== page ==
Minister's Study

Ministering, writing, and wrestling in a land flowing with sweet tea and deep-fried food

Wednesday, March 08, 2006

Flash competition

It's funny how people like to make everything a contest. (Yes, even blogging even becomes competition fodder -- how many views have you had lately, huh? Take that, pal!) Now, competition can spur people on to excellence, and competition is a fact of life in the big, bad world out there. So it's not all bad that we create innocent little competitions where we can compete without terrible consequences for failure.

The Liberty Hall flashes are no different, really. Their primary purpose is to get people writing -- to spur us lazy artistic sorts (not that some of us are all that artistic, really) into creating something that we wouldn't have produced otherwise. But of course, it took about two nanoseconds before we were voting on which story was the best, which one has the best dialogue, which one would sound the best read aloud by James Earl Jones (okay, I made that one up -- but it should probably be included.) Again, this isn't necessarily a bad thing -- this competition does motivate me to try to always put my best possible work out there. And the fact is, when these stories are put before an editor, it is a ruthless competition for space in his magazine.

Still, to get the absolute most out of these competitions, you have to be able to set aside that competitive urge, just a tiny bit. They are great for experimenting with new forms, genres, techniques, and more -- but if you're so driven to win the little voting sprees that you never try anything new (because it won't be as smooth and practiced as what you've done a hundred times before), you lose a major benefit of these challenges. We writers have to distance ourselves from that blood thirst for 90 minutes to produce something unique and beneficial to our writing skills.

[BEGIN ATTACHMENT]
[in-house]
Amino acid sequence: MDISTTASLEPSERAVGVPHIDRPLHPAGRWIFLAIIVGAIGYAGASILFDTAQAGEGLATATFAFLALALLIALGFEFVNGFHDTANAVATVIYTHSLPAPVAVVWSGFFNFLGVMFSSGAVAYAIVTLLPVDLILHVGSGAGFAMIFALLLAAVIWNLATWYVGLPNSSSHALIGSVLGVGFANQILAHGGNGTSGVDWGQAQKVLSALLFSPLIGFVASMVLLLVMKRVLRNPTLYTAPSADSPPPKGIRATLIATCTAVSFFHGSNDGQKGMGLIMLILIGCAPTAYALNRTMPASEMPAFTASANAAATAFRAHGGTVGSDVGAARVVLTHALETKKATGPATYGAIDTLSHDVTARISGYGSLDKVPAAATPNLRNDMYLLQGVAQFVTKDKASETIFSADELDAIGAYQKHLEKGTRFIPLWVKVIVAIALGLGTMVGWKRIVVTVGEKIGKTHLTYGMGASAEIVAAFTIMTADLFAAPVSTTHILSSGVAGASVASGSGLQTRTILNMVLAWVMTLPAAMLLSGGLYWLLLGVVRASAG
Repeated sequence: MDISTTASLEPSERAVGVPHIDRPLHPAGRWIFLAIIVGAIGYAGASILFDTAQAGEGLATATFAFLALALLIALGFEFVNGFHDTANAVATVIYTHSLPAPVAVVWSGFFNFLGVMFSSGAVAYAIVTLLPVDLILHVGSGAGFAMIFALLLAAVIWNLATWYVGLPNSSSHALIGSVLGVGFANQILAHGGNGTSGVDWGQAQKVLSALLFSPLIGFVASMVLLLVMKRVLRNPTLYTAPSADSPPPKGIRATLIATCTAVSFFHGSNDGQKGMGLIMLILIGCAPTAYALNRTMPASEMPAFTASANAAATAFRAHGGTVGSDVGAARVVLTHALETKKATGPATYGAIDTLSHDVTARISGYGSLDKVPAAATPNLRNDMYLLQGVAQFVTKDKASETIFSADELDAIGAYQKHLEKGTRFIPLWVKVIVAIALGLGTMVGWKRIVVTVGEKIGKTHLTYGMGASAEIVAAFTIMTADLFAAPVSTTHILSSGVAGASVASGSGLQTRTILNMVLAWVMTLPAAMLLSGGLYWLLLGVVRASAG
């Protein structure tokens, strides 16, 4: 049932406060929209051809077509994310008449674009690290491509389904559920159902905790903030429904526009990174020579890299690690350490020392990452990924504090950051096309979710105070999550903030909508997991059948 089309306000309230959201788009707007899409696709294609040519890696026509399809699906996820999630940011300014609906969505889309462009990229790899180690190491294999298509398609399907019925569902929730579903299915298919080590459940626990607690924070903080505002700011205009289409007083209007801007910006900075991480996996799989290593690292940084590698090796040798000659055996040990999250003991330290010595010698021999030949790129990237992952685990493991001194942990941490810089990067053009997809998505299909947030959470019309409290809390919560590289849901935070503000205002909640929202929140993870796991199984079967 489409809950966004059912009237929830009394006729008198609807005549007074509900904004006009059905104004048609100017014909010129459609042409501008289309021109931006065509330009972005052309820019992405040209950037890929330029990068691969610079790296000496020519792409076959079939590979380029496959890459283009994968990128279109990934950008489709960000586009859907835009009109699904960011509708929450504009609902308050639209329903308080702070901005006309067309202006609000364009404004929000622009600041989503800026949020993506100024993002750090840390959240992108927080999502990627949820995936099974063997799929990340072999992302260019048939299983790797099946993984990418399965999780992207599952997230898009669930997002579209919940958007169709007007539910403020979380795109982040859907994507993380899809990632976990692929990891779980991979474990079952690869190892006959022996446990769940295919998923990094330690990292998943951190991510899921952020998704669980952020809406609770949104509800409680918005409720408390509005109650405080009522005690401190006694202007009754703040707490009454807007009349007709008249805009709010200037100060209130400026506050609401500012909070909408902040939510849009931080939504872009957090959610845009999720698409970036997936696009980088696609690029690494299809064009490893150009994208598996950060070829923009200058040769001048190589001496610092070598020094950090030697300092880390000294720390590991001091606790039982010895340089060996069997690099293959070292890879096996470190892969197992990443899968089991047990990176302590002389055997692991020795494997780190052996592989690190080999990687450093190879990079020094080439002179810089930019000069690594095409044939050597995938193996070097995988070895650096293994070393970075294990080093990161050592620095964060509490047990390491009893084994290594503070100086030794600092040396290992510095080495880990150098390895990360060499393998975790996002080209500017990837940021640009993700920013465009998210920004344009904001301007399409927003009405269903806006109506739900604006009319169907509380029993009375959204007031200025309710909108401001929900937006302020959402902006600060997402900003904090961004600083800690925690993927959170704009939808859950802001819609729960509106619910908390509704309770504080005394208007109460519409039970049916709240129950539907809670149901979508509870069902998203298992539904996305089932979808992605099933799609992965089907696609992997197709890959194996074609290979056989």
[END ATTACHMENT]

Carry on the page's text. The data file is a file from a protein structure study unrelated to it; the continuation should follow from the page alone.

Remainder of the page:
Ha. It's always much more satisfying to see that you won "Best Character Development" for your group than to look within yourself and say, "Ah, yes -- I used dialogue and descriptions of mannerisms to reveal that character in a way that was new to me." In this week's flash, I wrote a joke story that totally didn't work with the readers -- but that's okay, because I tied for wins in two categories (we'll ignore for the time being the fact that my lame ending meant that I didn't get a single vote for "Best Story.") It doesn't help that I realized exactly what my story needed to work for most of the readers as I was going to bed that night -- too late to include it, but before the inevitable critiques came crashing in.

More importantly, my wife, called Joy in these online parts, won a category for the first time in her flash career. Give it up for Joy, winner of "Best Character Development" in her group!


At 5:32 PM, Anonymous Mary Robinette Kowal said...

Woo-hoo! Congratulations Joy!

At 10:49 PM, Blogger Will said...

I had a lot to learn about competition, and I learned it from my nephew. He wanted to play a game of insults (yo mama so ugly...), and I didn't. Conflict. But one time I went for a visit, and I decided, if he wants insults, I'll give him insults. See how *you* like having your face compared to a booger.

As it turned out, he liked it a lot. That's all he wanted. He didn't need to win all the time; he just enjoyed the game.

So now I do it with him through most of any visit. As for me, I want to win too, but I also enjoy the game. And it's really drawn us close together.

...and congratulations on your win!

At 11:24 PM, Blogger Minister said...

Yeah, that "See how you like it when I do it to you" approach to dealing with kids has backfired on me more than once. You'd think I'd learn, but it just seems like it should work!

At 7:02 AM, Anonymous Joy said...

So, you got to tell the cyber world about my win before I did. Thanks for being proud of me. Since you said it is a great place to practice something new--if you're not worried about the votes, that I tried something new. This new site looks nice, by the way.


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